Your browser's cache may be helping hackers to help themselves to your information.
Organizations adopting Linux might not abandon Unix entirely. NASA's Jet Propulsion Laboratory, for example, has migrated its e-mail system from Sun hardware and Solaris to HP servers and Red Hat Enterprise Linux. But even though the use of Linux on production servers is growing, the practice isn't yet the norm at the laboratory, said Douglas Hughes, a service engineer at JPL Information Services.
LinkGear is shipping a small form-factor, ultra-low-power network appliance device that comes preinstalled with Linux, and targets WiFi bridging and routing applications. The LinkGear Series 100 (LG100) is powered by an SH-4 (SuperH) processor, draws only two Watts (typical), and costs $200 in quantities of 25+,
Some prominent people have called free software “communist” in an attempt to bring Cold War bugaboos to bear against the movement—a kind of “nuclear option” of FUD. I remember the paranoia of the Cold War personally, and I thought then (and I still do now) that it was “just stupid”.
So rather than react as some have done with a knee-jerk “no it’s not!”, I propose to accept the label and see where that insight takes us. Maybe there is something communist about free software? I think we will see, however, that the idea behind free software is far more radical: no less “communist” than “capitalist”, but no more so, either.
Could we be heading towards the end of all technological proggress? If "Trusted Computing" initiatives with their "Digital Rights Management" (DRM) have their way, we may be.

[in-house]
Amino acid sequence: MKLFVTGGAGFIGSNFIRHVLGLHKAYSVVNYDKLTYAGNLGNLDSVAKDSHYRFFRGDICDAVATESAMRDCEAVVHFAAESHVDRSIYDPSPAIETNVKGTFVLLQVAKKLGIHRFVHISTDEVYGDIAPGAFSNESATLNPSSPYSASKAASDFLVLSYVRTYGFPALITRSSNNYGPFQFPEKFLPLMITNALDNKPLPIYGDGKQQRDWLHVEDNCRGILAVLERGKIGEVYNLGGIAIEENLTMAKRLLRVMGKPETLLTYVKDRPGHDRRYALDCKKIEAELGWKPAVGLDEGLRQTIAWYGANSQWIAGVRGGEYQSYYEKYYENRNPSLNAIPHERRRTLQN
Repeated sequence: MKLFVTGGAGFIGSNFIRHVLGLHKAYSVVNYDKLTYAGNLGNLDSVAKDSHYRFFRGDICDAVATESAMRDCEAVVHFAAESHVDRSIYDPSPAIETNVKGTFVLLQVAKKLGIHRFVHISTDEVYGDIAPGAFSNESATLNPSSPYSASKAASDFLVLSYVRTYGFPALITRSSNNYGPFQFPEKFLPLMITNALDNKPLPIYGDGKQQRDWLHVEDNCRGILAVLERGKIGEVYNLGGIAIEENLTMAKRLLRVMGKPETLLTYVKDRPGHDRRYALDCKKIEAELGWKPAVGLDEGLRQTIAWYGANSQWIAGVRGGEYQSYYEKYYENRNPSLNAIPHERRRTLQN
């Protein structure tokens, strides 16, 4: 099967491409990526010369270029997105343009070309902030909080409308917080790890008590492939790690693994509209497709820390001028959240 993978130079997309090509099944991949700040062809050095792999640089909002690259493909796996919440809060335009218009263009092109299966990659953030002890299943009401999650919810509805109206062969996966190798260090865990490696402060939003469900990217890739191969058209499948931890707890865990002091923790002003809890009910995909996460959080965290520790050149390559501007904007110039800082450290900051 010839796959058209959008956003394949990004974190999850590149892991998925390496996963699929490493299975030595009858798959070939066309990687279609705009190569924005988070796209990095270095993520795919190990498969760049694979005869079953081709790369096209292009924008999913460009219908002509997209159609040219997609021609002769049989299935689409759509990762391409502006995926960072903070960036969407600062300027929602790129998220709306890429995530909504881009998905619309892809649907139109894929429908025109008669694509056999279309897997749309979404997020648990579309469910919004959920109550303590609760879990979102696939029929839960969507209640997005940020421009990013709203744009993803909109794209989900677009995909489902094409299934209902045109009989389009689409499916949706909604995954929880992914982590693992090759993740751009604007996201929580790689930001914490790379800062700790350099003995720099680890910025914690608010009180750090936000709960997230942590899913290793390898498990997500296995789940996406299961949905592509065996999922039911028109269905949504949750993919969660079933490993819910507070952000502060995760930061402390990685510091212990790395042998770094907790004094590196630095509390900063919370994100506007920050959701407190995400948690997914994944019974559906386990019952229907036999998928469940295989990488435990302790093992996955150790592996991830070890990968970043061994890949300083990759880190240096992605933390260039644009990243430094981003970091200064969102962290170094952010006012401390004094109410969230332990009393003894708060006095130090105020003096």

The Open Source Geospatial Foundation (OSGeo) announced today that Mapbender, a portal-based suite of software for geodata management using Open Geospatial Consortium (OGC) OWS architectures, has met all of the legal and community requirements to become the first official product supported by OSGeo.
"Math hasn't changed since Isaac Newton," declares Scott McNealy. So why, he asks, is California paying some $400 million annually to "update" grade-school textbooks?
That's just one of the practices questioned by the Sun Microsystems chairman. And one of the problems he believes can be solved.
Review: Novell's SUSE Linux Enterprise Desktop 10 is a strong contender to Windows on corporate clients, with a well-thought-out desktop environment and some innovative features.
Elein showed how to use timestamps to keep an audit trail of all changes in your DB. With this technique, you never actually delete records, you just give them an end date. Multiple copies of a record (again, with timestamps for each one) also allow you to track edits. (This is a pretty standard approach, especially in ‘validated’ environments, or in government-regulated industries.)
For most of us, the philosophical debate of "open source versus Windows" is reduced to a simple fact: We have both types of systems, and they have to work together. Rick Cook discusses how to make seemingly incompatible formats get along.